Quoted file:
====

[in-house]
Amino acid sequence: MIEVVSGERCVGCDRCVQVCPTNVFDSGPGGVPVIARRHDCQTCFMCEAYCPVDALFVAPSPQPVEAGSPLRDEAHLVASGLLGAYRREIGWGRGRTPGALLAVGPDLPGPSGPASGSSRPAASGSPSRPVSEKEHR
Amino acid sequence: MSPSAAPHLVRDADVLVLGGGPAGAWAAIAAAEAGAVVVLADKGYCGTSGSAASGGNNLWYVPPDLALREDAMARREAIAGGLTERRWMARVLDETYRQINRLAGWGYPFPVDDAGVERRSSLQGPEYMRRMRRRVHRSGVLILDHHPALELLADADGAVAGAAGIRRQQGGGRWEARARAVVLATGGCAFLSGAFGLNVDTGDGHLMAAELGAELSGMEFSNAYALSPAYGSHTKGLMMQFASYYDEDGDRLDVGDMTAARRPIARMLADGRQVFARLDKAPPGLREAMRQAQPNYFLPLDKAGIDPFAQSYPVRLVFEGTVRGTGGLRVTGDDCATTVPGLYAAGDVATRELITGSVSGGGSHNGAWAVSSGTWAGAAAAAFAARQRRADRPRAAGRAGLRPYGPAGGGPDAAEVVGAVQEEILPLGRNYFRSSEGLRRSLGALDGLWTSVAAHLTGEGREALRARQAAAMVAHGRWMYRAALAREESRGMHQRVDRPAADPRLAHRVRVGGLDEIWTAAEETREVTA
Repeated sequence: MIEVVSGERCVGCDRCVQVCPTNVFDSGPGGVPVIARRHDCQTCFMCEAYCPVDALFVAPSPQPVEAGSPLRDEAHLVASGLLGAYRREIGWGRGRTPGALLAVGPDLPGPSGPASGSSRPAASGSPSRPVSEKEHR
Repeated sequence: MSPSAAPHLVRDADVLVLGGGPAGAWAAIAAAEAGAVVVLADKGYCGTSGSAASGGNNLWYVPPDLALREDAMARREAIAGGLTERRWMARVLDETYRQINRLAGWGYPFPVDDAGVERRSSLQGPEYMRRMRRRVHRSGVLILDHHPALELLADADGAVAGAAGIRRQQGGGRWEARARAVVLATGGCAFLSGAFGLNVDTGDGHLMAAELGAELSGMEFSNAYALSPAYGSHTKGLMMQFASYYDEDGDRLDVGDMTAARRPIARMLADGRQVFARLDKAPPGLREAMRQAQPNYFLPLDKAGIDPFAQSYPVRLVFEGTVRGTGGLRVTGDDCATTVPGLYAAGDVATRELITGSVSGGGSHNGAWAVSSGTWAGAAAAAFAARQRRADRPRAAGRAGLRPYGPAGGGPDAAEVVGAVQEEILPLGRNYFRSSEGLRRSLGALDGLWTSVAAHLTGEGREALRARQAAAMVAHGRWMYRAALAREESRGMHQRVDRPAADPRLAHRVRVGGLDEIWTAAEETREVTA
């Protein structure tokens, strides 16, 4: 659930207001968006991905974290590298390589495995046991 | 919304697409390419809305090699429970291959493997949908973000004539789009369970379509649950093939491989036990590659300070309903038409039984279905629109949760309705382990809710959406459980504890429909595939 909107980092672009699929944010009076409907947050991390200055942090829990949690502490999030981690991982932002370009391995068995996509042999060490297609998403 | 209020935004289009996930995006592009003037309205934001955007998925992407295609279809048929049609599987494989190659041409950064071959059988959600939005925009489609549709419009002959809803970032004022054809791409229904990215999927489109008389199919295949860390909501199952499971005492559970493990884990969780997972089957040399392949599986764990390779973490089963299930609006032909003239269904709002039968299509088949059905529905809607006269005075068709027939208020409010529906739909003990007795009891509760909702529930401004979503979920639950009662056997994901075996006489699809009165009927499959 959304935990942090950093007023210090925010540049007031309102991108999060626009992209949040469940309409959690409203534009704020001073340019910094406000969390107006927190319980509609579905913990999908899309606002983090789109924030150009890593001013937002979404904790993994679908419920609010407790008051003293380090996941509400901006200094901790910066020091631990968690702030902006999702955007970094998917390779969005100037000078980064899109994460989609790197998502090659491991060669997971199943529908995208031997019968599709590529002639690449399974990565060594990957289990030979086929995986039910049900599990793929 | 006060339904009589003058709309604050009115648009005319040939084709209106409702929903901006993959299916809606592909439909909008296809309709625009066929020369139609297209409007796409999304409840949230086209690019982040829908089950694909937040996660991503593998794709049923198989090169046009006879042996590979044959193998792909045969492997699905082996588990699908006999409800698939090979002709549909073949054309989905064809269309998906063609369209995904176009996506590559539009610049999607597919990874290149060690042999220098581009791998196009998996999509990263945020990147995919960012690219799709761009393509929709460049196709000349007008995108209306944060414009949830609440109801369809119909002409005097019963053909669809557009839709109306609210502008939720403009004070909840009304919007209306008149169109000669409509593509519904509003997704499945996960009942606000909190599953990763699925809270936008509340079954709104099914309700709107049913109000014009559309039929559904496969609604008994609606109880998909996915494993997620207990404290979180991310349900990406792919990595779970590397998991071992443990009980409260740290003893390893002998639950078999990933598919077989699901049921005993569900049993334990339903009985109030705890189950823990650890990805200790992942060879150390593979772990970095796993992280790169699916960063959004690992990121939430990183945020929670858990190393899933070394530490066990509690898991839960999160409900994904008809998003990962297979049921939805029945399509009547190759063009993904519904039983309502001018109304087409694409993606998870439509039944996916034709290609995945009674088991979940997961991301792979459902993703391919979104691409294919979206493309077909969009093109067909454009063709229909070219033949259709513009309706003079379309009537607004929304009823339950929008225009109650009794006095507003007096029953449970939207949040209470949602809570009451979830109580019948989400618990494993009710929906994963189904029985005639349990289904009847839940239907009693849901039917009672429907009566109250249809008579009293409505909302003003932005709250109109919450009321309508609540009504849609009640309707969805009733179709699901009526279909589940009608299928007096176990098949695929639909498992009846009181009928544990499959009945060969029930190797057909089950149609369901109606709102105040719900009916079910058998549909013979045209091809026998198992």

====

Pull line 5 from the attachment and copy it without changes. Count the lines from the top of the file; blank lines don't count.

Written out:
Repeated sequence: MSPSAAPHLVRDADVLVLGGGPAGAWAAIAAAEAGAVVVLADKGYCGTSGSAASGGNNLWYVPPDLALREDAMARREAIAGGLTERRWMARVLDETYRQINRLAGWGYPFPVDDAGVERRSSLQGPEYMRRMRRRVHRSGVLILDHHPALELLADADGAVAGAAGIRRQQGGGRWEARARAVVLATGGCAFLSGAFGLNVDTGDGHLMAAELGAELSGMEFSNAYALSPAYGSHTKGLMMQFASYYDEDGDRLDVGDMTAARRPIARMLADGRQVFARLDKAPPGLREAMRQAQPNYFLPLDKAGIDPFAQSYPVRLVFEGTVRGTGGLRVTGDDCATTVPGLYAAGDVATRELITGSVSGGGSHNGAWAVSSGTWAGAAAAAFAARQRRADRPRAAGRAGLRPYGPAGGGPDAAEVVGAVQEEILPLGRNYFRSSEGLRRSLGALDGLWTSVAAHLTGEGREALRARQAAAMVAHGRWMYRAALAREESRGMHQRVDRPAADPRLAHRVRVGGLDEIWTAAEETREVTA